Sounding serious, theatrical producer Max Bialystock asks flamboyant director Roger DeBris if he’s had a chance yet to read the script for “Springtime for Hitler.”
“Read it?” DeBris responds. “I devoured it! And I find it remarkable, REMARKABLE! I feel it is a very important piece drenched with historical goodies. I for one, for instance, never realized that the Third Reich meant Germany.”
The historically clueless director and the producer who apparently has very poor taste are just two of the offbeat and outrageous characters you’ll meet if you attend the Tony Award-winning, Mel Brooks musical “The Producers,” which opens Friday at the J.J. Ferrara Center in Hazleton.
“We haven’t stopped laughing at it,” said John Schugard, who is directing the show for the Pennsylvania Theatre of Performing Arts. “The entire thing is fall-out-of-your-seat funny.”
The title characters — the producers in question — are Bialystock and his accountant, Leo Bloom, who search high and low for a sure flop, a musical so dreadful it’s bound to close soon after they open it on Broadway.
Intending to oversell a sure-fire failure to wealthy backers and keep the money when it folds, they stumble upon “Springtime for Hitler,” written by a crazed admirer of der Fuhrer named Franz Liebkind.
Liebkind demands Bialystock and Bloom take the bizarre “Seigfried Oath,” teaches them a dance and happens to keep a flock of pet pigeons on his roof-top.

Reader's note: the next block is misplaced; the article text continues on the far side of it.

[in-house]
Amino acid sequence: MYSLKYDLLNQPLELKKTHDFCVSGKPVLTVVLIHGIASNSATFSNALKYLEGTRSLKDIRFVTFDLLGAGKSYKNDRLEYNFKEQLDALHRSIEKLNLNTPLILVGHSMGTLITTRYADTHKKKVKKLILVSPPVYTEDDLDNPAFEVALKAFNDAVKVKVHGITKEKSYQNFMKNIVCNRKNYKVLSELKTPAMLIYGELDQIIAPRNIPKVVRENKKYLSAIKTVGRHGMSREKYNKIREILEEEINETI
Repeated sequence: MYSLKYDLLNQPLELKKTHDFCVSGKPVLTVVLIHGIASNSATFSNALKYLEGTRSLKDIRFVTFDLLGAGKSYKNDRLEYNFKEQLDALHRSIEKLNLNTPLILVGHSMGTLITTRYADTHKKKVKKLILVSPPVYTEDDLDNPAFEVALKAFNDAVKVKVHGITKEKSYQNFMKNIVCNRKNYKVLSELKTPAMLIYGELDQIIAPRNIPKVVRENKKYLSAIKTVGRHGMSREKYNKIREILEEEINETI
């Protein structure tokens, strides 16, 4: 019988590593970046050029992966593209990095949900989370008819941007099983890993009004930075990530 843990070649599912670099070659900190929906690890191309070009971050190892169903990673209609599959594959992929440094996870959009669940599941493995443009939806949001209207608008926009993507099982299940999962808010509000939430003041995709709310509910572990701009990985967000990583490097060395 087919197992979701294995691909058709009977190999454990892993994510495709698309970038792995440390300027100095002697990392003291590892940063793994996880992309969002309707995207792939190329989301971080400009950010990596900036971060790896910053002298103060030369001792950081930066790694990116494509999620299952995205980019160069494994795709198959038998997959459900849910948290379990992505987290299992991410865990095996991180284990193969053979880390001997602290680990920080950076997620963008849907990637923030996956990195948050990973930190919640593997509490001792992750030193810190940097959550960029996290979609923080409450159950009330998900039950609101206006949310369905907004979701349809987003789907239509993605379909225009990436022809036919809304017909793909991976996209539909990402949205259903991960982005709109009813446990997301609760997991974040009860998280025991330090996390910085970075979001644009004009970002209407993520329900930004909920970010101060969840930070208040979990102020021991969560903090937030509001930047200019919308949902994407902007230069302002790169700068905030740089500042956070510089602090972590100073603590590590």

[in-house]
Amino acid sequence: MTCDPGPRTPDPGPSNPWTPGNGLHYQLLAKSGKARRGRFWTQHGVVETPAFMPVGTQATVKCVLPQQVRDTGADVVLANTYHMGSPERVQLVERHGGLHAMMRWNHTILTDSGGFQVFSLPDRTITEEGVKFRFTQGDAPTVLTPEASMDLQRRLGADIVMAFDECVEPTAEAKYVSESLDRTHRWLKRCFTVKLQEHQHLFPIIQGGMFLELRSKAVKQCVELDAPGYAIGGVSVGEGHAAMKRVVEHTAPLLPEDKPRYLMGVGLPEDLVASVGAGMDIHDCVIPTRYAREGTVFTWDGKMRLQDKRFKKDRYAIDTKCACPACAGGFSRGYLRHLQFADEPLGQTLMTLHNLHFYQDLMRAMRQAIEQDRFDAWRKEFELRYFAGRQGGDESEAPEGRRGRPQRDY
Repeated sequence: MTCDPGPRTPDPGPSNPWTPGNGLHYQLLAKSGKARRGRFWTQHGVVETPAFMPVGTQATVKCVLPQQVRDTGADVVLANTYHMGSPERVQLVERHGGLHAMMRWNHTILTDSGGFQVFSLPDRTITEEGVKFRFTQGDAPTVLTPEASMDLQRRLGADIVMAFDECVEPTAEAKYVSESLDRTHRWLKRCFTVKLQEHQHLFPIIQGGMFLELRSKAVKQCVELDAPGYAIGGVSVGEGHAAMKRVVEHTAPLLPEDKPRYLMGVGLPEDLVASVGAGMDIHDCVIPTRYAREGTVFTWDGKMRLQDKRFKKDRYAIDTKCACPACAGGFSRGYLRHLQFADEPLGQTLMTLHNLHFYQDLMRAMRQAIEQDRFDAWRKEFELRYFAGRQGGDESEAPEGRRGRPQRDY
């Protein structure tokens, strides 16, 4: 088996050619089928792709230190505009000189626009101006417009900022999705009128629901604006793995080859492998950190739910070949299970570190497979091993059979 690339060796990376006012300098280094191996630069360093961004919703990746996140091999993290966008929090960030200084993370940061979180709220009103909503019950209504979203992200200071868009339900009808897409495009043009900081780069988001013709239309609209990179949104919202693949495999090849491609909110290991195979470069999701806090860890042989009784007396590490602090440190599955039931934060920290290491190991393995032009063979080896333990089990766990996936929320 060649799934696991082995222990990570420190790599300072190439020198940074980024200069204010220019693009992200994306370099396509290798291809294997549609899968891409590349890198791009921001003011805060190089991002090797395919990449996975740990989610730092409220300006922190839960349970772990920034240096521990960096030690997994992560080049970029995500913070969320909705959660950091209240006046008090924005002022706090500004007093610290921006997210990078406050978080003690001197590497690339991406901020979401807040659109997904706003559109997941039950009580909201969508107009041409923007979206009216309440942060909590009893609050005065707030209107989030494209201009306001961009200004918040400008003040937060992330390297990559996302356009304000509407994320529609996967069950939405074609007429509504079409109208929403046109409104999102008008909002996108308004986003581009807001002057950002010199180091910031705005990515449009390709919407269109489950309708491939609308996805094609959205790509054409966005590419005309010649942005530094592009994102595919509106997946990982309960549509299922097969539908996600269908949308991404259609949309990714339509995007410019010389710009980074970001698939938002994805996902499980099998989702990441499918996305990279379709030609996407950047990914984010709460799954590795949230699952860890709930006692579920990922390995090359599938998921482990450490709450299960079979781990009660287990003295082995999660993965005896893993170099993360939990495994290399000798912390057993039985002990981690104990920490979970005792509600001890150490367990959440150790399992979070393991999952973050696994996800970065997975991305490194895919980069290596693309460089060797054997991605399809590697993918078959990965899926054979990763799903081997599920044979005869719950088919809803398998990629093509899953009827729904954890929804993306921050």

“Thank you to Dane Bower from Little Theatre, because he built the pigeon coop,” Schugard said. “He was generous enough to lend it to us.”
Unfortunately for Max and Leo’s best-laid plans, audiences mistake the “Springtime” musical for clever satire and it becomes a hit.
Actors David Zimmerman and Brent Harris, both from the Lehigh Valley, auditioned for the roles of Bialystock and Bloom together and have a terrific chemistry and timing, PTPA artistic director Paul Winarski said.
The story takes place in the 1950s, Winarski added, explaining that was “a Golden Age of Broadway.”
“Even though they’re on Broadway,” Schugard said, “I think of Max as classic Hollywood. He’s a show business hustler, whereas Leo Bloom is an accountant. I don’t mean to cast aspersions on accountants, but he’s a spineless coward.
“Both Max and Leo are good for each other.”
Each performance of the PTPA show will be preceded by a buffet dinner, served 90 minutes before curtain time. Show-only tickets also are available.